Kerry meets Chinese, Indian ministers on cutting HFC greenhouse gases

Reuters News
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Posted: Oct 14, 2016 4:49 AM

By Lesley Wroughton

KIGALI (Reuters) - U.S. Secretary of State John Kerry met Chinese and Indian ministers on Friday in an effort to narrow gaps on reaching a global deal to cut greenhouse gases used in refrigerators and air conditioners.

Kerry arrived in the Rwandan capital Kigali on Thursday to join talks among roughly 150 nations negotiating ways to phase down factory-made hydrofluorocarbon (HFC) gases. If successful, a deal would be the third significant step in fighting climate change this month.

A quick phase-down of HFCs could be a major contribution to slowing climate change, avoiding perhaps 0.5 degrees Celsius (0.9 Fahrenheit) of a projected rise in average temperatures by 2100, scientists say.

Asked whether a deal was likely, Kerry told reporters: "We're here to work for one."

"We'll see what happens," he added as he started a meeting with Zhai Qing, China's deputy minister of environmental protection, on the sidelines of the main talks.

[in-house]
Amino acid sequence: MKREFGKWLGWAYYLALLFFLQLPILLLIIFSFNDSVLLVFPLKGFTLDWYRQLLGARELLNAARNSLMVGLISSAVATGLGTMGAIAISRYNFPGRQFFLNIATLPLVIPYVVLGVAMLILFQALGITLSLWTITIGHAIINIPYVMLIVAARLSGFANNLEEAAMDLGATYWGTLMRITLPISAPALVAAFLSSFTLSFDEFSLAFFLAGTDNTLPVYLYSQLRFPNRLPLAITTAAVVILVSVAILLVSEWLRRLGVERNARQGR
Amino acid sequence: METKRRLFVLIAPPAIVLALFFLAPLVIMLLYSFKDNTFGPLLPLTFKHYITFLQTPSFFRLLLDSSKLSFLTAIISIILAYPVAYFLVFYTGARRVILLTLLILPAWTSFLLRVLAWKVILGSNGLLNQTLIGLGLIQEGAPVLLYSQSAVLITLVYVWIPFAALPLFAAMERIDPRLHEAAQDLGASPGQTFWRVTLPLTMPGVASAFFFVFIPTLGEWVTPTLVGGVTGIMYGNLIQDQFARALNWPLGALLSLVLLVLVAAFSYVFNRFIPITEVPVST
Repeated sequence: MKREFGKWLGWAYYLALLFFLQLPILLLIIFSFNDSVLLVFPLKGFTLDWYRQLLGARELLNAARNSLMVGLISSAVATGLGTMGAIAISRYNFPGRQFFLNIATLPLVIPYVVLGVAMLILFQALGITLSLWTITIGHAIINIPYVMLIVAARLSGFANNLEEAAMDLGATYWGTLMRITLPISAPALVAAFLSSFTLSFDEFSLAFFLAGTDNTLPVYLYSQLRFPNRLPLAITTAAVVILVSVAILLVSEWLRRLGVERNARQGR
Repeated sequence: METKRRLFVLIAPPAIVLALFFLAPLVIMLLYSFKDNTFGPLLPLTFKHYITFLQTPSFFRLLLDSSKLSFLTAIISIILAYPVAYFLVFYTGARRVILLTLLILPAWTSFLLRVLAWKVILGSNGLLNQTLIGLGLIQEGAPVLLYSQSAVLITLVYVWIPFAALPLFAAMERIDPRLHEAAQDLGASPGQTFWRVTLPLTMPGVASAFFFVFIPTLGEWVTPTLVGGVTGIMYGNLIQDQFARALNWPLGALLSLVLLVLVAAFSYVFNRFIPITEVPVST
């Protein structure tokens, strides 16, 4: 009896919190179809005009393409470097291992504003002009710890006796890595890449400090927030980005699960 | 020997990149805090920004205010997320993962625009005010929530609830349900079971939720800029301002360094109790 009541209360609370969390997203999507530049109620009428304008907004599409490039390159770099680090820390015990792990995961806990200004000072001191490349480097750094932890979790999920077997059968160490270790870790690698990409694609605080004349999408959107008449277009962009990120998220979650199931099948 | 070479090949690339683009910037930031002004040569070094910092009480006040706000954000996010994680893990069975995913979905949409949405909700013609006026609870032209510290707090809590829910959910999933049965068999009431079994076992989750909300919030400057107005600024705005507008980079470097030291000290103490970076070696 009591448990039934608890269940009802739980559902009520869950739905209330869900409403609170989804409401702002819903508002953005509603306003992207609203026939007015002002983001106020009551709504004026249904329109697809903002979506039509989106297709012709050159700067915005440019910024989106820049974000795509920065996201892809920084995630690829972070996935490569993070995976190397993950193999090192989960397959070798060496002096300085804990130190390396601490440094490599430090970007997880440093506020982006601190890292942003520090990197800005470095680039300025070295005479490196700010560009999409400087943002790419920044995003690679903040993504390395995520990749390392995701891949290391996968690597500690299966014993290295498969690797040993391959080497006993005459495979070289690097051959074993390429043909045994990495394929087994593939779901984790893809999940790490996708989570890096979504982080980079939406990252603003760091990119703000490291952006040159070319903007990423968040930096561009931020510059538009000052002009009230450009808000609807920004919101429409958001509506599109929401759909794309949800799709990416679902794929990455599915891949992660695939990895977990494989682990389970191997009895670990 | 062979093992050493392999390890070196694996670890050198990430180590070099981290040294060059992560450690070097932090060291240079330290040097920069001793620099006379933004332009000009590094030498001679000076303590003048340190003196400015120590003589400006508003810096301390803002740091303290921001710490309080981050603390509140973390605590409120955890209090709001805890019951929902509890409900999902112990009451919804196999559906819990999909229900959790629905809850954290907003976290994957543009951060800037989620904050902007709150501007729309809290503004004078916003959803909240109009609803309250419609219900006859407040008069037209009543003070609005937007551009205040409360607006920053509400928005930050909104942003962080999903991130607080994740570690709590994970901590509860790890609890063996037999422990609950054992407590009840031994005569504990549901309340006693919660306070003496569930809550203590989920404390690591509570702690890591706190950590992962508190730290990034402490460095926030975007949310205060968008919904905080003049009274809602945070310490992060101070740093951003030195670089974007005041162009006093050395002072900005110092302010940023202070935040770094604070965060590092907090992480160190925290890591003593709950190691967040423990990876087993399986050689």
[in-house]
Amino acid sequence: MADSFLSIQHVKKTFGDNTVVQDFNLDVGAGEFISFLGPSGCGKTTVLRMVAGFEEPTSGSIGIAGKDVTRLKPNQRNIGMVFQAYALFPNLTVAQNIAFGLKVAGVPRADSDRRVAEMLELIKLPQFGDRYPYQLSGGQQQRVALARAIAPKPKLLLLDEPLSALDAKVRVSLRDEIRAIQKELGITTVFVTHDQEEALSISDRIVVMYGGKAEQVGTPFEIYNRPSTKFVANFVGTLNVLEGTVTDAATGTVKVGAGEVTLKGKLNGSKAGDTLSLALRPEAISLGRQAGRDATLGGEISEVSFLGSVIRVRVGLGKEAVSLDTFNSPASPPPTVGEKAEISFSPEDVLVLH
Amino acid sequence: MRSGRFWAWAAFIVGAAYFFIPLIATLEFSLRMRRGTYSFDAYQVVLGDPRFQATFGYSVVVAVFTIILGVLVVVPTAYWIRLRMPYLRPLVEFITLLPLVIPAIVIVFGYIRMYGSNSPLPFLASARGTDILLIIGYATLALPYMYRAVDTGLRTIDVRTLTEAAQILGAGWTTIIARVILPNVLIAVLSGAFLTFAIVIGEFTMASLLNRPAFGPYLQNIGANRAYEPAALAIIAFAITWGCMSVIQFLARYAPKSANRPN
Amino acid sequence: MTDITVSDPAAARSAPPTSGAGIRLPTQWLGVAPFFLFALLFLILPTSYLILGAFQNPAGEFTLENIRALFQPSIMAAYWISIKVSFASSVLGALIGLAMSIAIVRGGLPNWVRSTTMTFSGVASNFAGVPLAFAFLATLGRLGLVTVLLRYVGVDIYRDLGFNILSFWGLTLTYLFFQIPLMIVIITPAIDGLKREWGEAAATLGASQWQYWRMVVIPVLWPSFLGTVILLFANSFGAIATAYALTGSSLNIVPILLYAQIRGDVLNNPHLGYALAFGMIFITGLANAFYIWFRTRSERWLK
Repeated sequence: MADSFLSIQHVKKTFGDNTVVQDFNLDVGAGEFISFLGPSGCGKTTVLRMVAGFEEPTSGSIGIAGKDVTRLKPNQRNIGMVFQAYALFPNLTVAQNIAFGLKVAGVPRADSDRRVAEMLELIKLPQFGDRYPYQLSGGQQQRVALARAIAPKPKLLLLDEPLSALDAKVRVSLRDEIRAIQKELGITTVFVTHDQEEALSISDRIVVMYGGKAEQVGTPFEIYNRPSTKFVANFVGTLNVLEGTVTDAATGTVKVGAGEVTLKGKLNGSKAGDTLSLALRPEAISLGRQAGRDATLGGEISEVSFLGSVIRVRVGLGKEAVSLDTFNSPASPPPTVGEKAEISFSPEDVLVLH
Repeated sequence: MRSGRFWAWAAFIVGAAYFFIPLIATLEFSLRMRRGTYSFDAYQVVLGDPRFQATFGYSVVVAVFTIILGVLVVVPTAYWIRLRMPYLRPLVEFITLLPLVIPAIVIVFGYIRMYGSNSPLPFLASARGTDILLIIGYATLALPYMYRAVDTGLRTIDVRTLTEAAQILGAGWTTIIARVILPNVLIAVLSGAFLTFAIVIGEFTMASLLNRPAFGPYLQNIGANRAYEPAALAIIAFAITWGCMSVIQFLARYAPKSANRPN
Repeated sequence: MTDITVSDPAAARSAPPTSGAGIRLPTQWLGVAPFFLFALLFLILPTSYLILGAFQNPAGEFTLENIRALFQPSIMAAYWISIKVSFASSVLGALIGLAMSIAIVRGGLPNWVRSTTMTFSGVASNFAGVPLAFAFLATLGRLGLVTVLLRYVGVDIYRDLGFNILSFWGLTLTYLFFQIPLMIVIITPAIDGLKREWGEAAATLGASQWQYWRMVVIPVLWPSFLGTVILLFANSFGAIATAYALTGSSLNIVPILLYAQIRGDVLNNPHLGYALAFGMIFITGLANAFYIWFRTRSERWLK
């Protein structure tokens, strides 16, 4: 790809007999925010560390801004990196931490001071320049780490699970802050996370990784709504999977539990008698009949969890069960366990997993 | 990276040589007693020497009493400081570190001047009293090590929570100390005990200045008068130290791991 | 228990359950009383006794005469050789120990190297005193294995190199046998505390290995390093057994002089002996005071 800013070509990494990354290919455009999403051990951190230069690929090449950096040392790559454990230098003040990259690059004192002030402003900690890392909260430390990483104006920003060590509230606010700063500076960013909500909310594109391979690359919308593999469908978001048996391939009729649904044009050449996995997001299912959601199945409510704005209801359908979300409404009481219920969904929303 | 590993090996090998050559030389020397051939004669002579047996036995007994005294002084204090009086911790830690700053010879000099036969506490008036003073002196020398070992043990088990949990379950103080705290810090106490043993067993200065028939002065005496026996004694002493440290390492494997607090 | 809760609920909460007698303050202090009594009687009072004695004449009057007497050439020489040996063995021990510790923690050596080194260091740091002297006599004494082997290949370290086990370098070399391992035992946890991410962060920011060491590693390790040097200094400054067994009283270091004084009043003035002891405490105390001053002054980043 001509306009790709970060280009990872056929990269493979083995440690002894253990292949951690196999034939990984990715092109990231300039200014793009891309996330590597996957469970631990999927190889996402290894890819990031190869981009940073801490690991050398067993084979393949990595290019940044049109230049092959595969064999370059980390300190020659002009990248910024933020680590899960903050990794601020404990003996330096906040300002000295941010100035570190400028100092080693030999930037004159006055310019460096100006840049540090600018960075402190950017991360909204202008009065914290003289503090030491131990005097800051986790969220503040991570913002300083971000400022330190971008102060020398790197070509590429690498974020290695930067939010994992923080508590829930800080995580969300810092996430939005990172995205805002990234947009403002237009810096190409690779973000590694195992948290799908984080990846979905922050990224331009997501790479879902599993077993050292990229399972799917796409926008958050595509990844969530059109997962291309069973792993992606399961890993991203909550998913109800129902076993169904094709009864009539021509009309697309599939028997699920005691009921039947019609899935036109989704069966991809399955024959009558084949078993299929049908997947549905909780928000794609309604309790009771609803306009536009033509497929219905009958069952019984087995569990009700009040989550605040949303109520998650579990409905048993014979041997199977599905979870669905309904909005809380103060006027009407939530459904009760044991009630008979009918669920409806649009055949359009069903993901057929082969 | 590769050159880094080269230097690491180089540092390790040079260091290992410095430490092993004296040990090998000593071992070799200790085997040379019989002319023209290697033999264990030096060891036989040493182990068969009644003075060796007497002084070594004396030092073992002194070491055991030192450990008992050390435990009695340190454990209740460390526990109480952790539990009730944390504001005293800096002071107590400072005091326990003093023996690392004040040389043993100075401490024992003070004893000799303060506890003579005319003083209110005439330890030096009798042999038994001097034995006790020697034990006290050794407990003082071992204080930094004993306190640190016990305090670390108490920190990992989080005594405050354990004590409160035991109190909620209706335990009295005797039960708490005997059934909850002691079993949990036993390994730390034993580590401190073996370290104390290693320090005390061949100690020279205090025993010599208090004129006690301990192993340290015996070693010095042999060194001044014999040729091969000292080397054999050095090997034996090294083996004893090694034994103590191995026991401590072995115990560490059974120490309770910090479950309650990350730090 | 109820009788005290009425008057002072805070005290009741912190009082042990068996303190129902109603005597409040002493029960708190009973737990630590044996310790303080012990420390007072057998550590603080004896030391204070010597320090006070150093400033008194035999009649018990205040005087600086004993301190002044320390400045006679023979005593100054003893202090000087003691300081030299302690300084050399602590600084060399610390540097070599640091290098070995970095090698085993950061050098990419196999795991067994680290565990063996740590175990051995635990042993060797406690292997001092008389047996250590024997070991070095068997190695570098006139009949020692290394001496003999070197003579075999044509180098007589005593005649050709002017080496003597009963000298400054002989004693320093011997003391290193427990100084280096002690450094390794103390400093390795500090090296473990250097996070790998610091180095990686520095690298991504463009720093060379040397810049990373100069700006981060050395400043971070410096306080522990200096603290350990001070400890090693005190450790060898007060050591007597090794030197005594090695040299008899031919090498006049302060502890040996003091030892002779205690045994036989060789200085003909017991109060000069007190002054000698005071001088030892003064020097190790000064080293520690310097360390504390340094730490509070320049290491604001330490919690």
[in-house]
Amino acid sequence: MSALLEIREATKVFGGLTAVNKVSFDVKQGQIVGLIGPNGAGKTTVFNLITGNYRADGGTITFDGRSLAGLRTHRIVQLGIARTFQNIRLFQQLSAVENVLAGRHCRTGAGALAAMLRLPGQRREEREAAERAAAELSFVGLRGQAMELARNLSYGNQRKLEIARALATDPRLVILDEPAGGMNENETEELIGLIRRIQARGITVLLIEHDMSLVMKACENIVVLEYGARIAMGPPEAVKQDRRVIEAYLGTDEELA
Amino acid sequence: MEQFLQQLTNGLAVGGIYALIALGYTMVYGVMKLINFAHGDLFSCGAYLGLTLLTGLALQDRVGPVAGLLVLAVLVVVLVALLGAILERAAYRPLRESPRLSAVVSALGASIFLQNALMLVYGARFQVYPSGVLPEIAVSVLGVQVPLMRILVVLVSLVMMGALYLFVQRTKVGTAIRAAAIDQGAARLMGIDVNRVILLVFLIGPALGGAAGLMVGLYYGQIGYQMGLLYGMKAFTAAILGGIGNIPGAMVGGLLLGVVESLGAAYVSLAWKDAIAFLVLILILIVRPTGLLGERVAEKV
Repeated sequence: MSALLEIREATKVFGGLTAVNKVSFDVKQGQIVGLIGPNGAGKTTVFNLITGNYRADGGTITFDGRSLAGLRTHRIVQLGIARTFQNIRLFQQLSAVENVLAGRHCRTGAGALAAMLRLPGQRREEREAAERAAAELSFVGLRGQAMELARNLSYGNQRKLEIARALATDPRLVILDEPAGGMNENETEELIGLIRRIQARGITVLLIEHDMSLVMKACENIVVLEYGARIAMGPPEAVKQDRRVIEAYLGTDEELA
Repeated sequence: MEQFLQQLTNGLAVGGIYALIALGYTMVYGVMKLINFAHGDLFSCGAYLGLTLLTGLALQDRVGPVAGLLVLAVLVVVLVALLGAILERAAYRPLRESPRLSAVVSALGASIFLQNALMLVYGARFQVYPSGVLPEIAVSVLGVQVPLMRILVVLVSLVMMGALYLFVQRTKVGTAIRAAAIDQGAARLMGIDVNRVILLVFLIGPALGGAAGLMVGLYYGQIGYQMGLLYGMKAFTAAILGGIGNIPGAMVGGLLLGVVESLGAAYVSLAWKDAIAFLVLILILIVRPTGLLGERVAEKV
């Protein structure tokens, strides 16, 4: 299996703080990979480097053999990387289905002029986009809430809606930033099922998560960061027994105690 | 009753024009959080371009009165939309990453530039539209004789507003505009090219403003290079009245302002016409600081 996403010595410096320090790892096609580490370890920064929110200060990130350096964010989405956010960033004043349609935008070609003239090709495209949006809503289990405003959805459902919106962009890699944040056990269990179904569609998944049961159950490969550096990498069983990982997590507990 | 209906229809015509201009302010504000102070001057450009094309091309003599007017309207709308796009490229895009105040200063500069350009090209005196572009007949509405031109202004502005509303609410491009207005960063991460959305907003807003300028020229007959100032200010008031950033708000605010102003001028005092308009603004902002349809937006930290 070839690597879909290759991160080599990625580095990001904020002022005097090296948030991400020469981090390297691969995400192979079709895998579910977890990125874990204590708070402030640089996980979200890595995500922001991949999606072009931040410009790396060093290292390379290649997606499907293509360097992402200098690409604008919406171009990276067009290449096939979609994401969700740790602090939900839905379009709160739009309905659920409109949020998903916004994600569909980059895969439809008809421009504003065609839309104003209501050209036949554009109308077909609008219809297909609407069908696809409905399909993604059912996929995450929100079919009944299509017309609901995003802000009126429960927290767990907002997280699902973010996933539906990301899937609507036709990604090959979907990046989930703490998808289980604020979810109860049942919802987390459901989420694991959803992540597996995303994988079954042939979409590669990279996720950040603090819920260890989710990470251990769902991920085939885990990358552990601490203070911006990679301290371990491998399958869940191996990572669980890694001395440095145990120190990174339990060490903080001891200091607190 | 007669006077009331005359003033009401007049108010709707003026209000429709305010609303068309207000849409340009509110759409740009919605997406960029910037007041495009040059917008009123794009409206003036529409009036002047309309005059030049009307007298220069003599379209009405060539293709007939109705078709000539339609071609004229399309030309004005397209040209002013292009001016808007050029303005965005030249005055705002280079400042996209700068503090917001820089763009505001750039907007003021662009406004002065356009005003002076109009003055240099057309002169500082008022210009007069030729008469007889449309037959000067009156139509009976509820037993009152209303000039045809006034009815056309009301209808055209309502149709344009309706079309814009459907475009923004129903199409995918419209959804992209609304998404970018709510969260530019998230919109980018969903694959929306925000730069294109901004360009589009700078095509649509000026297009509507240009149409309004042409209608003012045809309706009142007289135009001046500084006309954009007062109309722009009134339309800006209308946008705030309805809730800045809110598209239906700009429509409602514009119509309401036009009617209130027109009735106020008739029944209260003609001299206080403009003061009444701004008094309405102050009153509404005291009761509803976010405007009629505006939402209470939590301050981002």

Kerry also met Indian Environment Minister Anil Madhav Dave and was to address a meeting of all delegates later in the day.

U.S. officials, speaking before Kerry's visit, said they were optimistic a deal could be reached.

India, the world's third largest emitter of greenhouse gases, is under pressure to speed up its plans for cutting HFCs. Its government wants poor nations to be allowed until 2031 to start bringing them down, in order to give industries time to adapt. More than 100 nations including the United States, the European Union and African states favor a peak in 2021.

Environmental groups have called for an ambitious agreement on cutting HFCs to limit the damage from the roughly 1.6 billion new air conditioning units expected to come on stream by 2050 amid increased demand from a rapidly expanding middle class in Asia, Latin America and Africa.

An HFC accord would add to the Paris Agreement on limiting global temperatures rises clinched in December, and which came into force this month, and a deal to limit emissions from aviation clinched in October.

Use of HFCs, which can be 10,000 times more powerful than carbon dioxide as greenhouse gases, is already declining in many rich nations.

The HFC talks are part of the 1987 Montreal Protocol, which succeeded in phasing out the use of chlorofluorocarbons (CFCs), also widely used at that time in refrigeration and aerosols. The aim was to protect the ozone layer, which shields the planet from ultraviolet rays that can cause skin cancer.

(Additional reporting by Clement Uwiringiyimana; Editing by Edmund Blair and Mark Trevelyan)